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The Original VW Beetle: the first go anywhere, efficient small car that… floats?

Posted in Design, General, Volkswagen by Corey | July 27th, 2007 | 1 Response |

Growing up I would often hear someone say, “what is old is new again.” When you are a child those words mean little to you because you had never experienced the old. But as you grow.. *gulp*.. older those sayings seem to gain in meaning. There have been a number of revivals of the small car, so this latest trend in small car designs should really come as no surprise.

The first small car to become a multi-continental success was the Volkswagen Beetle. Originating out of Germany as the Peoples Car the Beetle was a tough, go-anywhere, efficient (for its time) auto that really captured the hearts and imaginations of many.

[At this point I am going to refrain from any Herbie the Love Bug references because I do not want to read any comments from people who do not know what that refers to.]

Instead we are going to take a look at some of the marketing for the old Bug that was. Do you see any resemblances with our modern cars and the marketing used to move them?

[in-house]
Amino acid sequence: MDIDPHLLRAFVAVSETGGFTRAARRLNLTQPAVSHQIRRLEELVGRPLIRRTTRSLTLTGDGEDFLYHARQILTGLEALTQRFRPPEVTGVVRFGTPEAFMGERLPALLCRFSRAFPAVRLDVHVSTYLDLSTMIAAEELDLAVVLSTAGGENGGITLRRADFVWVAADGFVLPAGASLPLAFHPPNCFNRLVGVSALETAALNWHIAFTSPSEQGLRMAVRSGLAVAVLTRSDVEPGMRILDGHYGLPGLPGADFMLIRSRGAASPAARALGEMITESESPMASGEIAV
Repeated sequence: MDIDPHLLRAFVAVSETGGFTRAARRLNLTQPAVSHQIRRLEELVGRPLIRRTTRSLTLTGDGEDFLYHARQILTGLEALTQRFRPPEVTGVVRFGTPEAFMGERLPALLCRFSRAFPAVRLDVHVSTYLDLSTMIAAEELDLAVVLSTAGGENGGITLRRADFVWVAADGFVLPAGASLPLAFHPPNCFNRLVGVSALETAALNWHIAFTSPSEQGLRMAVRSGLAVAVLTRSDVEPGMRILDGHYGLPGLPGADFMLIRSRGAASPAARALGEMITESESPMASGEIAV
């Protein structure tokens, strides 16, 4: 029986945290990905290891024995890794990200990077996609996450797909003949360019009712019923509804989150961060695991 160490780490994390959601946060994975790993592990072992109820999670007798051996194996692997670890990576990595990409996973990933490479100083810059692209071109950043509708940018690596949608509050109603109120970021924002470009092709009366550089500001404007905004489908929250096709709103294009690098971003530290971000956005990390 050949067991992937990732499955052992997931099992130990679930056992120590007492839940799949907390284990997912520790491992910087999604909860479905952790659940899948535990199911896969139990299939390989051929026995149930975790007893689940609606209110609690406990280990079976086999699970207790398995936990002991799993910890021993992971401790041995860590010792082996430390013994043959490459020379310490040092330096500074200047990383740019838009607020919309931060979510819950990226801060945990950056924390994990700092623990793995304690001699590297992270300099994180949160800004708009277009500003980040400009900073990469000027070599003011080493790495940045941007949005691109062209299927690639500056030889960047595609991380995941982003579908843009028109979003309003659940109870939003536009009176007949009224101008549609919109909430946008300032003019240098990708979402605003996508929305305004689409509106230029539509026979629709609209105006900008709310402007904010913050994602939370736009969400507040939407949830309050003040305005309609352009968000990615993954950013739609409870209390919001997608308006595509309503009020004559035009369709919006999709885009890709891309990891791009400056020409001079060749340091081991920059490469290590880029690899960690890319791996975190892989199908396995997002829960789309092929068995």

Okay, so the Beetle would not win in a race on water against the new Aquada. However, if you get the Targa top you might be able to enjoy some good fishing.

And talk about Go-Anywhere! That little Beetle is like the Little Engine that Could. Those were the days before Traction Control and “transfering power from the wheels that slip to the wheels that grip.” At the same time it also reminds me of the Bug my parents had that possessed no heater. Nothing like scraping the inside of the windshield before you can drive.

Now watch this next clip on fuel efficiency.

Does that remind you of any recent changes a certain government agency may have done on its own testing for fuel mileage? Interesting how the urge for “real world driving” testing was an issue back then just as it has been again today. Instead of testing modern cars at 55mph to determine their gas mileage, the government has switched to tests that reflect actual user driving.

As we move on into a slightly smaller time and ponder over the future of the automobile sometimes it helps to take a look back at the cars that drove us here.

Do you have a fond or less than fond Beetle memory?

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One Response

  1. Dee says:

    I love Herbie.. does that count?